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But just when he had resolved to do this, an angel of the Lord appeared to him in a dream… – Matthew 1:20a

Have you ever found yourself needing to make a big decision, but none of your choices seem like good ones? As a chronic overthinker, I have found myself in this situation more than once. Whenever I am in the middle of a life-changing decision, I have to fight the tendency to ruminate on my options. I make lists of pros and cons. I pray. I talk about the options until I’m sick of hearing my own voice (and everyone else probably is, too). And then, I worry I will make the wrong decision.

This inner spiral of thinking, processing, and weighing my options draws me farther and farther into my own head. Soon, even though I am reaching out to others for guidance, I am isolated from myself and others as I become trapped in my own thoughts.

In Matthew 1, we read about the birth of Jesus from the perspective of Joseph. In two short verses, we are invited into the emotional inner workings of Joseph’s discernment process about how to handle Mary’s pregnancy. Matthew 1:19 says this: “Her husband Joseph, being a righteous man and unwilling to expose her to public disgrace, planned to dismiss her quietly.”

On the one hand, Joseph was a man of righteousness, a man who knew the law and kept it. According to the law, Joseph had grounds to call for Mary to be stoned to death. On the other hand, Joseph was a man of compassion and grace. Despite his legal grounds for retribution, Joseph wanted to make sure Mary was not made into a public spectacle.

Joseph mulled over his options until he found something that kept law and compassion in balance. He would dismiss Mary, but he would do it in a way that brought less pain upon her. The word that is used for “planned” is a word of intention and determination. This kind of plan is not one that can be rejected or abandoned. Joseph struggled hard with deciding what to do, and then determined a plan that he was going to see through to the end.

Joseph’s laser-like focus on what he decided to do threatened to separate him from Mary and from an openness to changing his mind. Verse 20 emphasizes the intensity of his decision: “But just when he had resolved to do this…” The word “resolved” comes from the prefix meaning “in” and a word meaning “passion,” or literally “to be heated up.” Joseph was drawn into a passionate decision, an internal, burning conviction that was propelling him forward to make a decision he would not turn away from.

Until the angel intervened in a dream. The messenger of the Lord spoke to Joseph: “Joseph, son of David, do not be afraid to take Mary as your wife, for the child conceived in her is from the Holy Spirit.” Do not be afraid. As Joseph isolated himself in his thoughts, and as he weighed how to do both the lawful thing and the compassionate thing, I wonder if he recognized that he was afraid.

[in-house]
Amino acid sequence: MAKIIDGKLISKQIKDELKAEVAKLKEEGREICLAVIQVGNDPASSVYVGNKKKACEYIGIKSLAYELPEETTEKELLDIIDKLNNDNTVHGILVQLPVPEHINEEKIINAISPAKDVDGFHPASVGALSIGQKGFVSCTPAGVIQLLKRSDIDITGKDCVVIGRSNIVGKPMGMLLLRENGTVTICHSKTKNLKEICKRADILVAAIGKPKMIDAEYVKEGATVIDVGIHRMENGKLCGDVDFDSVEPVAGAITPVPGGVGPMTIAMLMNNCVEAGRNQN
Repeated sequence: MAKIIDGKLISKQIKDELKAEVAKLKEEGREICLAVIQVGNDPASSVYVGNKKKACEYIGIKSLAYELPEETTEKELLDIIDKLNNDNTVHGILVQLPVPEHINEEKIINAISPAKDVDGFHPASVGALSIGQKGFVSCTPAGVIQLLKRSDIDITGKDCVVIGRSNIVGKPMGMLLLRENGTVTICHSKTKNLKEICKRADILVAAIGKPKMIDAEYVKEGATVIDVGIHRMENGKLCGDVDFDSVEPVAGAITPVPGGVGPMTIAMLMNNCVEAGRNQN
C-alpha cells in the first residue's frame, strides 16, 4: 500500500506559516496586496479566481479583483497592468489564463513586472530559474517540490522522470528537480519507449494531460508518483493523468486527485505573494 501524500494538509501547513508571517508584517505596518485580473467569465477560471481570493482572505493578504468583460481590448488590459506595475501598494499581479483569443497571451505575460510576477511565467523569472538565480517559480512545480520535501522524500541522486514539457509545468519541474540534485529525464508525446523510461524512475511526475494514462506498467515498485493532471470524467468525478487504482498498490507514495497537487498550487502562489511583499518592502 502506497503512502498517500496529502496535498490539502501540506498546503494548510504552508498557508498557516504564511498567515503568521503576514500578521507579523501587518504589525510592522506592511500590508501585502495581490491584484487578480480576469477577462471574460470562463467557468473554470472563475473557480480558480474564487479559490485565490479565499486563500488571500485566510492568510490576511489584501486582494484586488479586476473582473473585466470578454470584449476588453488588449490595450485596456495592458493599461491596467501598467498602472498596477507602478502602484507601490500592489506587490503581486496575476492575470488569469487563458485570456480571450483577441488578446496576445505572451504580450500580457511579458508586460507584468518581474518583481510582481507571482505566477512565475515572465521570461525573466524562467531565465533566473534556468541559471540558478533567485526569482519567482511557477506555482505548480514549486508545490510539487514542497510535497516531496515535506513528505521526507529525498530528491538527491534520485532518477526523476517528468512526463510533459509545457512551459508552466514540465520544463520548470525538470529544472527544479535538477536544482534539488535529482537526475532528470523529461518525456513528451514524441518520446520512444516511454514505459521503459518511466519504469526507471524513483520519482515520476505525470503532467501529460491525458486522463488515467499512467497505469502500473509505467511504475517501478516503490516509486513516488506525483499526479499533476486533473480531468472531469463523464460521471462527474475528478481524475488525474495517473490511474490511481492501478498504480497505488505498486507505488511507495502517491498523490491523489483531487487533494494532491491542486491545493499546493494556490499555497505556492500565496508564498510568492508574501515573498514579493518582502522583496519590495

So often, behind our overthinking is fear. We tell ourselves we are struggling with a decision because we want to be wise, or we want to avoid acting impulsively, but many times we wrestle as hard as we do because we are afraid. We might be afraid of being wrong, or afraid of letting ourselves down or disappointing someone in our life. We might be afraid of having our soft underbelly shown to the rest of the world. Or, we might be afraid because we are facing something we’ve never faced before. In our fears, we allow ourselves to become inwardly focused until we are cut off from others, from ourselves, and even from the leading of God.

In our mixed up world, sometimes we cling to our own thoughts and big decisions because they feel like the only things we can control. But, in the process, we become excluded, cast out from what’s going on around us as we retreat deeper into our own heads.

If you are a chronic overthinker, and over-decider, a wrestler caught between seemingly terrible options, Advent is for you.

In the season of Advent, we remember the way God intervened in human history and in human hearts. We long for God to show up again, to keep us from getting wrapped up in our own best intentions. On this day, may God’s whisper to us — “Do not be afraid” — set us free from the prison of our own overthinking so that we might find the delightful surprises God has for us.

Prayer: Lord, sometimes it is difficult to know what to do. Help me not to retreat into overthinking, and give me the courage to get out of my own head. Grant me peace as I wait for your leading this Advent season and always. Amen.

April Fiet

April Fiet, along with her husband, Jeff, pastors the First Presbyterian Church in Scottsbluff, Nebraska. Her blog is "At the Table with April Fiet"

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